Christie, Theodore (Private, b:1884 - d:1950)

Place Europe: France, Nord Pas de Calais, Nord, Lille, Fromelles
Accession Number MSS2010
Collection type Manuscript
Measurement 1 wallet: 1cm
Object type Manuscript
Maker Christie, Theodore
Crowley, Dave
Date made 1916-1918
Access Open
Conflict First World War, 1914-1918
Copying Provisions Copying is permitted for the purposes of research and study, subject to physical condition

Manuscript which contains a transcript of the story entitled "A True Story, July 1916: The Pump of Fromelles" by 2799 Private Theodore (Theo) Christie 56 Battalion. Included are background notes compiled by Christie's grandson, Dave Crowley, on his grandfather's service. Private Christie served as a stretcher bearer during the First World War. His story is based on his experience of working as a stretcher bearer during the battle of Fromelles. He describes harrowing scenes of tending to injured and dying men at a dressing station, situated at a ruined farmhouse near the battlefield. The farm still possessed a working water pump, and at one point it temporarily ceased supplying water, only to be fixed by one of the doctors. For Christie, the pump symbolises the almost inexhaustable supply of care shown by those working at the dressing station amidst the chaos of Fromelles.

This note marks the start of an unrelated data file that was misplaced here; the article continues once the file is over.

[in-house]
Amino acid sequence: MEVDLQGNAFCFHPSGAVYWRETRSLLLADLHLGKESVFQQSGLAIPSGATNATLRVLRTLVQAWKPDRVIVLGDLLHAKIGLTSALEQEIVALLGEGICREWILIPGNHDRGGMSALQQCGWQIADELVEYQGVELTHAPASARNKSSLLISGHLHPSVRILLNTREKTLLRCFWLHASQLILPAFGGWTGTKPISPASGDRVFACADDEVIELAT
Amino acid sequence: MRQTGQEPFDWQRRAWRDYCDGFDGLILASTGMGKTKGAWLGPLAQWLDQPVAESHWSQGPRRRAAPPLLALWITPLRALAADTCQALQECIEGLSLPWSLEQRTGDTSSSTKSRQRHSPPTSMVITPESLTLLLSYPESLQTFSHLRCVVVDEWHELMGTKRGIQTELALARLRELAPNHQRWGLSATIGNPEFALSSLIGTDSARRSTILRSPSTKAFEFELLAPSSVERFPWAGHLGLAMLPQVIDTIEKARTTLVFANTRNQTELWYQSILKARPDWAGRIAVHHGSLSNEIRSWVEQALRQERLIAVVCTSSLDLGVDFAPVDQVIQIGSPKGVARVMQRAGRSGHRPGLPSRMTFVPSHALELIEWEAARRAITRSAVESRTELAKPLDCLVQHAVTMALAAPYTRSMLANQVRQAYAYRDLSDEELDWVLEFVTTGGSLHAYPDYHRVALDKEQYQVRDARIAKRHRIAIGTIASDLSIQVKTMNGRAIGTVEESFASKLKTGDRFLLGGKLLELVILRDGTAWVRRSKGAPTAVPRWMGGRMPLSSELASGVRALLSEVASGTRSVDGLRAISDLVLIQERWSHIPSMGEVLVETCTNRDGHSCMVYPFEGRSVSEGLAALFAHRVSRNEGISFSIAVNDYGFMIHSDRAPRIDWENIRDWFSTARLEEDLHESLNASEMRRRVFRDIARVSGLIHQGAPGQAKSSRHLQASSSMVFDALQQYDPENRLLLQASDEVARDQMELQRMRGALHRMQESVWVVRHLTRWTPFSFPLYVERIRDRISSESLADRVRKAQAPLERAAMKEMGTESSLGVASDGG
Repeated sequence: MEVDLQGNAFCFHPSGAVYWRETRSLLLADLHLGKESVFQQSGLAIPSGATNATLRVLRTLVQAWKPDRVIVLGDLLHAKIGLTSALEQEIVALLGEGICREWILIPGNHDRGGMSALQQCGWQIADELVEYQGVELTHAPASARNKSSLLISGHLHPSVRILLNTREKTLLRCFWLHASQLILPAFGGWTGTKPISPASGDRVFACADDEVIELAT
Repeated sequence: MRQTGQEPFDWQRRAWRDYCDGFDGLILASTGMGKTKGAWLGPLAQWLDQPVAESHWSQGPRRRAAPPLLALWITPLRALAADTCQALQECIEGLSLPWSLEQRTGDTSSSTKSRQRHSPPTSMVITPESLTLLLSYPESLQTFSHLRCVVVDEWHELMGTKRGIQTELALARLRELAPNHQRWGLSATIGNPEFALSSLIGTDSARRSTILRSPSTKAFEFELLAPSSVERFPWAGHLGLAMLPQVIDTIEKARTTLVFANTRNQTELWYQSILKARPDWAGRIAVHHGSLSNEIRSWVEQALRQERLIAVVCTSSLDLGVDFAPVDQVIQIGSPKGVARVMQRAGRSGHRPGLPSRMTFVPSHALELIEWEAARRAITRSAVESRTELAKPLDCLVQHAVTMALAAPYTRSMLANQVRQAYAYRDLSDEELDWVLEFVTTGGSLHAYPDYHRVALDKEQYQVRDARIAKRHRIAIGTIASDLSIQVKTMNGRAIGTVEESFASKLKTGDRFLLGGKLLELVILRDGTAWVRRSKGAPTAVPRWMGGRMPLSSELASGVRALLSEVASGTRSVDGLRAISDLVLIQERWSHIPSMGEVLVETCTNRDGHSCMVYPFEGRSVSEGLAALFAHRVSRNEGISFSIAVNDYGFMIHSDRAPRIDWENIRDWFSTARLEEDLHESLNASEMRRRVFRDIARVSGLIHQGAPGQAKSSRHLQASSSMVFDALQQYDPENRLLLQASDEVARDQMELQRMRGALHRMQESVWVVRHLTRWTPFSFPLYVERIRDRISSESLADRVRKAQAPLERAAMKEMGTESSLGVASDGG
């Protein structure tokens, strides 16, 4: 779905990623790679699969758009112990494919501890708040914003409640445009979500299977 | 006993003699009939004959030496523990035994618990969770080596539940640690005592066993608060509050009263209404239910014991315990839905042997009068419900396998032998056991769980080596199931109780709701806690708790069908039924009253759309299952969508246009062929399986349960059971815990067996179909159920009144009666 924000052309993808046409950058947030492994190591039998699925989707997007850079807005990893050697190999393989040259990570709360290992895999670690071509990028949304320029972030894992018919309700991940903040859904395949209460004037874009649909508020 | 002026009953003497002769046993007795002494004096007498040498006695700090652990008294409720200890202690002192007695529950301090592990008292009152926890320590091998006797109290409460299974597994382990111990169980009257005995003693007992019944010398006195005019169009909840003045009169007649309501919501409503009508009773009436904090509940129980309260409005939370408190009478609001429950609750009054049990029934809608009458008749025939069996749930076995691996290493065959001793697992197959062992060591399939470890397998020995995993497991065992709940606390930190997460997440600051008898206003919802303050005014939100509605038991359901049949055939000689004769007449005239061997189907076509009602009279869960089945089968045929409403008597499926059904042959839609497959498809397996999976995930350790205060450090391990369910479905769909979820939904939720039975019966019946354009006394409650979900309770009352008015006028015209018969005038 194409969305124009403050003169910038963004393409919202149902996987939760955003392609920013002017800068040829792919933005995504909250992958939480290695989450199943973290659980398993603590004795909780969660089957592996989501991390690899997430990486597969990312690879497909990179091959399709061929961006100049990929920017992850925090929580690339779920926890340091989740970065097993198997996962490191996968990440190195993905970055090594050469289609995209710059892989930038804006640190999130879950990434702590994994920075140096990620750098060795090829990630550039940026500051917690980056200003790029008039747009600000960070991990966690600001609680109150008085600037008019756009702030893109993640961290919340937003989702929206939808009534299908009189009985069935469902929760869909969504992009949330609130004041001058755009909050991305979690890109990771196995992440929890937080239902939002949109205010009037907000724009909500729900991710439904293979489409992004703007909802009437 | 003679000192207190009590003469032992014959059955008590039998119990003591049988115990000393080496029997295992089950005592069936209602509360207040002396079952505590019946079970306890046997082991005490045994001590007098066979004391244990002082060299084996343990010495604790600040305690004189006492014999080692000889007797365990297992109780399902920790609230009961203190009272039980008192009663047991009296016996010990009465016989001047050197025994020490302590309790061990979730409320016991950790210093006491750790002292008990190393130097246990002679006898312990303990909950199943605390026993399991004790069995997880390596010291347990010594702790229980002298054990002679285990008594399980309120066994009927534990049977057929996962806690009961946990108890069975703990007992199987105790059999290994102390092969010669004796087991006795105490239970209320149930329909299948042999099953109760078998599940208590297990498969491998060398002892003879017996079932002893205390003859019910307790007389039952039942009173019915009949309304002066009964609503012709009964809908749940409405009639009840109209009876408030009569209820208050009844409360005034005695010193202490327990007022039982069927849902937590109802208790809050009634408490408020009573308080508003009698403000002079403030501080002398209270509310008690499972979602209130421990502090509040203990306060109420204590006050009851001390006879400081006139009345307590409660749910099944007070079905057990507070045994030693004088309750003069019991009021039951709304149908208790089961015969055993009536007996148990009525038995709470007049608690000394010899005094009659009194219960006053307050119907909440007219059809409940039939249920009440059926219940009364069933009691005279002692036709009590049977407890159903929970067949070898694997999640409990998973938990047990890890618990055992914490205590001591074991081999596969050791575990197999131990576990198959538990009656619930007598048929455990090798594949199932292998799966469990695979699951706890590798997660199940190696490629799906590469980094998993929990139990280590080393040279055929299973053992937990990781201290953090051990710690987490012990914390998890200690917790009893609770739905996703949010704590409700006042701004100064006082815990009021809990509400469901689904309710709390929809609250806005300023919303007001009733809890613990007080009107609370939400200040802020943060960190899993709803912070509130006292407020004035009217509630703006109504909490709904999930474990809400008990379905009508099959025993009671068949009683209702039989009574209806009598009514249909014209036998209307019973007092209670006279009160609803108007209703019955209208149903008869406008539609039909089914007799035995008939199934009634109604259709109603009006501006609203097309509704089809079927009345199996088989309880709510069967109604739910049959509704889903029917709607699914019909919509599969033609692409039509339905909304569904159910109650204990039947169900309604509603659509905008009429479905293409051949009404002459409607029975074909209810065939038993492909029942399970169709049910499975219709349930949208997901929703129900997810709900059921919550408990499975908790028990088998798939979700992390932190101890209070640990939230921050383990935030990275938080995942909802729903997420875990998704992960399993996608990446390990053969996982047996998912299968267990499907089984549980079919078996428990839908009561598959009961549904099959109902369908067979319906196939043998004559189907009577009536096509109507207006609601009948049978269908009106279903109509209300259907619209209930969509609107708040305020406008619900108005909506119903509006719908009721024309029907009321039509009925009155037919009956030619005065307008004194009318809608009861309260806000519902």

History / Summary

2799 Private Theodore Christie enlisted on 7 June 1915 in Sydney. With 4 Infantry Battalion - 9 to 12 Reinforcements he embarked from Sydney on A8 HMAT Argyllshire on 30 September 1915. At Tel-el-Kebir he transferred to 56 Battalion on 13 February 1916. He saw service in France from June 1916, and was a stretcher bearer during the battle of Fromelles the following month in July. Later that same month, he experienced shell shock and spent time in hospital in England. Although he returned to the front, he was to suffer from further bouts of shell shock during 1917. Still convalescing, Christie was repatriated to Australia embarking on the HT Leicestershire on 9 December 1918. He arrived in Australia on 21 January 1919.